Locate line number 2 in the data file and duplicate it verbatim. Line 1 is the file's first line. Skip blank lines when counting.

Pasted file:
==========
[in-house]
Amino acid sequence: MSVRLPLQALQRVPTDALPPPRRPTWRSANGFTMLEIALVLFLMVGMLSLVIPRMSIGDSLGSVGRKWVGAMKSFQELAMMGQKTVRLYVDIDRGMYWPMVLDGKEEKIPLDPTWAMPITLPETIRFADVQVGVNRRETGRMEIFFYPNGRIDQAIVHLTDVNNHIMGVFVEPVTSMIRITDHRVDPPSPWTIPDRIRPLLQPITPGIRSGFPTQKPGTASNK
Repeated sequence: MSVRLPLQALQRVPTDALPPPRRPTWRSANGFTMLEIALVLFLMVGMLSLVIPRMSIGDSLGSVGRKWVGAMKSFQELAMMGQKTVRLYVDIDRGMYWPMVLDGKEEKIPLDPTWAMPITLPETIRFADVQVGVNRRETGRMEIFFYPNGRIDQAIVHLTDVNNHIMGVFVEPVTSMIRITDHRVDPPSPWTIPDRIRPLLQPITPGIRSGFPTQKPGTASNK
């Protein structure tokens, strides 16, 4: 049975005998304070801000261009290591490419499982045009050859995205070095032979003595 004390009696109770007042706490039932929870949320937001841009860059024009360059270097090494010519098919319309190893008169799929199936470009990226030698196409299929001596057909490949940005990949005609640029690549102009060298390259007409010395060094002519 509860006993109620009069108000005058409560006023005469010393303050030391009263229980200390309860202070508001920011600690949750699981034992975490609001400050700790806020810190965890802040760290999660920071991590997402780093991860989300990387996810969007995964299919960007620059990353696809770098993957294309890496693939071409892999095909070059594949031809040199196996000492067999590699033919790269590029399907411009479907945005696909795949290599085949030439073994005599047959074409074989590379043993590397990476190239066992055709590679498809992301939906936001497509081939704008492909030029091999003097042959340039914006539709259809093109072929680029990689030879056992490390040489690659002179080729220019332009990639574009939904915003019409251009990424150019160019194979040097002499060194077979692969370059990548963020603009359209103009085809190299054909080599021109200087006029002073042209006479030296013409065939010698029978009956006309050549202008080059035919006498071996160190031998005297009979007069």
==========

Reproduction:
Amino acid sequence: MSVRLPLQALQRVPTDALPPPRRPTWRSANGFTMLEIALVLFLMVGMLSLVIPRMSIGDSLGSVGRKWVGAMKSFQELAMMGQKTVRLYVDIDRGMYWPMVLDGKEEKIPLDPTWAMPITLPETIRFADVQVGVNRRETGRMEIFFYPNGRIDQAIVHLTDVNNHIMGVFVEPVTSMIRITDHRVDPPSPWTIPDRIRPLLQPITPGIRSGFPTQKPGTASNK